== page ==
In a clip from this week’s Guardian film show Xan Brooks, Henry Barnes and Peter Bradshaw watch Joseph Gordon-Levitt take to the high wire as Philippe Petit, the French acrobat who walked, without a harness, on a line between the World Trade Center’s twin towers in 1974.
In a clip from this week’s Guardian film show Xan Brooks, Peter Bradshaw and Henry Barnes review Justin Kurzel’s adaptation of Macbeth, featuring Michael Fassbender as the war-ravaged pretender and Marion Cotillard as his ambitious wife.
In a clip from this week’s Guardian film show Xan Brooks, Henry Barnes and Peter Bradshaw review Nancy Meyers’ The Intern, a comedy about a pensioner (Robert De Niro) who takes on a job as a senior intern at an online clothes retail company run by a stressed working mum (Anne Hathaway).
French film-maker Eric Baudelaire documents his friendship with a former diplomat from Abkhazia in a evocative, plucky essay-film
Laconic depiction of a man who resorts to theft during financial strife is so downsized it feels like a shrug
This animated reboot of the long-standing TV series shoots for nothing higher than a flagrant grab for pocket money
Andrew Kötting recreates scenes of the fascinating and melancholy 90-mile walk undertaken in 1841 by the nature poet John Clare, in a bizarre documentary
The Martian | Macbeth | The Walk | The Intern | 3 1/2 Minutes, Ten Bullets | By Our Selves | Fidelio: Alice’s Journey | Convenience | Dressed As A GirlScott’s long-haul space procedural is more interested in the nuts and bolts than what might be going on internally, but at least takes pains to get the science (mostly) right.
The latest instalment of George Miller’s action franchise may be set in a post-apocalyptic world with ‘old-school displays of machismo’ but eventually the women win out
In researching for new film Life, Australian writer Luke Davies found the perception of Dean as brooding and long-suffering was more fiction than factIt’s a moment frozen in time. James Dean walks through a deserted Times Square, hunched against the rain in a woollen trench coat, a cigarette clamped between his teeth.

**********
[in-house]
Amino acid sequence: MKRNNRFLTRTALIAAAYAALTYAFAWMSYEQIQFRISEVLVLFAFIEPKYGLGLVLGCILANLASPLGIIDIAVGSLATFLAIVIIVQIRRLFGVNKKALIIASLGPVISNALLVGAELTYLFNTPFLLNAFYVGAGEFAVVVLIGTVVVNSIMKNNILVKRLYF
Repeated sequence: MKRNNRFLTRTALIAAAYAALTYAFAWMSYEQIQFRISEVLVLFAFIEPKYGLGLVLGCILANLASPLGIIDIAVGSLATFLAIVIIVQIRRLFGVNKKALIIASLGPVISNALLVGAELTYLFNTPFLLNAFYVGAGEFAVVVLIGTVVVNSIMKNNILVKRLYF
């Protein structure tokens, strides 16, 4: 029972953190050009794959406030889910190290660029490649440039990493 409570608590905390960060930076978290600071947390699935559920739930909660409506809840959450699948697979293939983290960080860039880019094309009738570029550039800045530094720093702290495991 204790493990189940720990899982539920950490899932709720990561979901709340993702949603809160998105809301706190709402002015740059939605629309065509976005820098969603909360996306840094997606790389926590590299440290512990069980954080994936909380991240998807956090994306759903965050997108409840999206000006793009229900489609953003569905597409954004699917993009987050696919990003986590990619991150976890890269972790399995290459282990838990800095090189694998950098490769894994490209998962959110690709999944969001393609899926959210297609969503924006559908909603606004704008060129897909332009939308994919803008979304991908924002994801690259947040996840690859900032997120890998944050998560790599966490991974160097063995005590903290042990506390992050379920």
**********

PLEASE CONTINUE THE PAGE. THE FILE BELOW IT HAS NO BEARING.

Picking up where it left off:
Mesmerising scenes from Another Country, a documentary narrated by David Gulpilil about Ramingining township, Northern Territory, and the Yolngu people who live there. This collaboration between Gulpilil, Molly Reynolds and Rolf de Heer explores the havoc caused by the imposition of a new culture over an old.
Peter Bradshaw and Henry Barnes join Xan Brooks for our weekly round-up of the big cinema releases.
Creative gross-outs and absurd violence are the salvation of a horror flick in which a speed-metal band’s dark chords turn the townsfolk into demonic ghouls“What about … Deathgasm?”
A Scottish hospice in which the terminally ill use singing as therapy shows the evocative dignity in end-of-life care
London is burning, and this documentary captures its varied and flourishing drag community with inclusivity and affection
DIY, dark arts and chartbusters pepper this idiosyncratic story of the Joke’s four-decade career
Ariane Labed plays an comely engineer onboard a container ship, navigating men as she goes in a slightly preposterous love triangle